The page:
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Devarim Comments Off 69

manna for all seasons

As Moses continues recounting to the Israelites the story of the journey through the wilderness, he describes the manna, the miraculous heaven-sent food that sustained the people of Israel on their travels:

And he fed you with manna, which you had not known, that he might test you to know what was in your heart, and whether or not you would keep his commandments…(Devarim VIII:3 )

According to the Bible the manna was a miraculous form of nourishment, with remarkable qualities. One Midrash even suggests that it would taste like whatever food the person eating it wanted. So why, in the verse above, would Moses describe this remarkable food as a “test”?

Many of the traditional commentators suggest reasons why eating the manna may have been a test for the Israelites in the wilderness. Rashi (France, Cth) suggests that the test was whether the Israelites would observe the laws relating to the manna, in particular that they should gather a double portion on Friday, and none on the Shabbat. Nachmanides (Spain-Israel C13th) suggests that the trial was the strange nature of the food which neither they nor their fathers had known. Ovadiah Sforno (Italy, C15th), however, suggests an interpretation with a surprisingly contemporary ring:

“That He might put you to the test” – to see if you will do His will even when He gives you sustenance without suffering.

In this view, the test for the Israelites is whether, after years of slavery and hard work, they will able to be faithful and God-fearing in times of prosperity.  It is for this reason Moses recounts the “test” of the manna, just as the people are about to enter the land of Israel. For Israel too is a land of prosperity. As Moses tells the people:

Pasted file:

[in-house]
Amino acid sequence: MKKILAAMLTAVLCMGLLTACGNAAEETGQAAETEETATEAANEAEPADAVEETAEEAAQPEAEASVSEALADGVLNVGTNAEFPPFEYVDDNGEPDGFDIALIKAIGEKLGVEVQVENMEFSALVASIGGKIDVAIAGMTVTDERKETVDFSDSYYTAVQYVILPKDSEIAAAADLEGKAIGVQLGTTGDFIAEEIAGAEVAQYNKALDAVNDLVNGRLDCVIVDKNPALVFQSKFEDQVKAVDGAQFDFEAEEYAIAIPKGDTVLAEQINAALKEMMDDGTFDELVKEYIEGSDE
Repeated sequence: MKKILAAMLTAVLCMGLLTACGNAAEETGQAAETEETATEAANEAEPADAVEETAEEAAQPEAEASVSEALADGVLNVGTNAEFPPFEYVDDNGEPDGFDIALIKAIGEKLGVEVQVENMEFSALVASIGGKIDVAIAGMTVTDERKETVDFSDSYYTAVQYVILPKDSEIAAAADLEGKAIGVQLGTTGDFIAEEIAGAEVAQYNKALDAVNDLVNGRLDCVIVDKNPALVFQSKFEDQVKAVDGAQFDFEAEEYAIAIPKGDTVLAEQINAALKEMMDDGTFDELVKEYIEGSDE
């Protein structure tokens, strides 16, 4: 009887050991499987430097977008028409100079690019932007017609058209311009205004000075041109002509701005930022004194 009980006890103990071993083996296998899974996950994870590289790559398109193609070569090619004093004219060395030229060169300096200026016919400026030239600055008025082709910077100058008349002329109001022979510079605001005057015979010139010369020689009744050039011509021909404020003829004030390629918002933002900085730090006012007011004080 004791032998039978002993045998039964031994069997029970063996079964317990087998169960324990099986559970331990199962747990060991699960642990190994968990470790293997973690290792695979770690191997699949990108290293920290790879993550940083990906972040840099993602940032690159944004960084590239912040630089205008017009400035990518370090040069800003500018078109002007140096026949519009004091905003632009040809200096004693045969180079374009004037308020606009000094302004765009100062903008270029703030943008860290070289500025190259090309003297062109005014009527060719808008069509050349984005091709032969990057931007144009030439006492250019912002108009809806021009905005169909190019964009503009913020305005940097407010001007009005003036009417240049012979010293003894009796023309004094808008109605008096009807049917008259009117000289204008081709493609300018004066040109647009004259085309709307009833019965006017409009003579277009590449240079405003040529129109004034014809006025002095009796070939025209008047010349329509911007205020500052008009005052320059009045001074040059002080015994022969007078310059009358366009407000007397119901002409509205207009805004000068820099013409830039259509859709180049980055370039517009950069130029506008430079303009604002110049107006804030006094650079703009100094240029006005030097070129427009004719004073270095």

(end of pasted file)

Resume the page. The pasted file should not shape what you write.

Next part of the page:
For the Lord your God is bringing you into a good land, a land of books of waters of fountains… and land of wheat and barley, in which you shall eat bread without scarceness… Beware lest you forget the Lord your God. (Devarim V111:7-8)

Moses recounts the test of the manna to remind the people that prosperity is not only a blessing; it is also a challenge – to their faith and their values. As the classic Bible scholar Nechama Leibowitz notes:

The Torah sings the praises of the land to emphasise also the moral dangers and pitfalls that such gifts might bring with them.

While the manna only fed the Jewish people in the wilderness, its message was to accompany them throughout the generations. A jar of manna traveled with the Israelites, alongside the Ten Commandments, in the Ark of the Covenant throughout their travels, and it is a Jewish custom to recite “parshat HaMan”, the biblical passage describing the manna, at the end of the morning prayers every day.

Today, when the State of Israel has a thriving economy, and when, in the space of a few brief decades, the country has transformed itself from being a fragile agricultural economy to an advanced and sought-after high-tech business environment, the message of manna is as relevant as ever: the challenge of the Jewish state is not simply to prosper, but also to retain its integrity and values in times of prosperity.

In others’ words

The Governor of the Bank of Israel on prosperity and education:

 

“I have been asked to talk today about the Israeli economy. In brief, the economy is doing well… Our inflation rate is low. We have a current account surplus. We are about to enter the fourth year of growth that began in the middle of 2003, at the end of the deepest recession in the history of Israel… “Here is where higher education and the universities come in. The creation of the Hebrew University is in many ways a miracle. It was no small matter to establish a university that meets international standards in a community as small as that of the Yishuv in Palestine, as far as it then was from the centers of academic life. It is also no small matter to have established a system of higher education as good as that in Israel…. For a good university is far more than a source of technological progress; it is a repository and source of knowledge, of culture, of values, of civilization. That too is why a society – why Israel – needs to cherish and support its universities and its system of higher education.”

Stanley Fischer, Governor of the Bank of Israel, Acceptance Speech for Honorary Degree,Hebrew University, June  2006

On a lighter note

Sarah and Chaim are lying in bed. Sarah rolls over to Chaim and asks: “Chaim, are you comfortable?”

Without opening his eyes, Chaim replies: “I make a living.”

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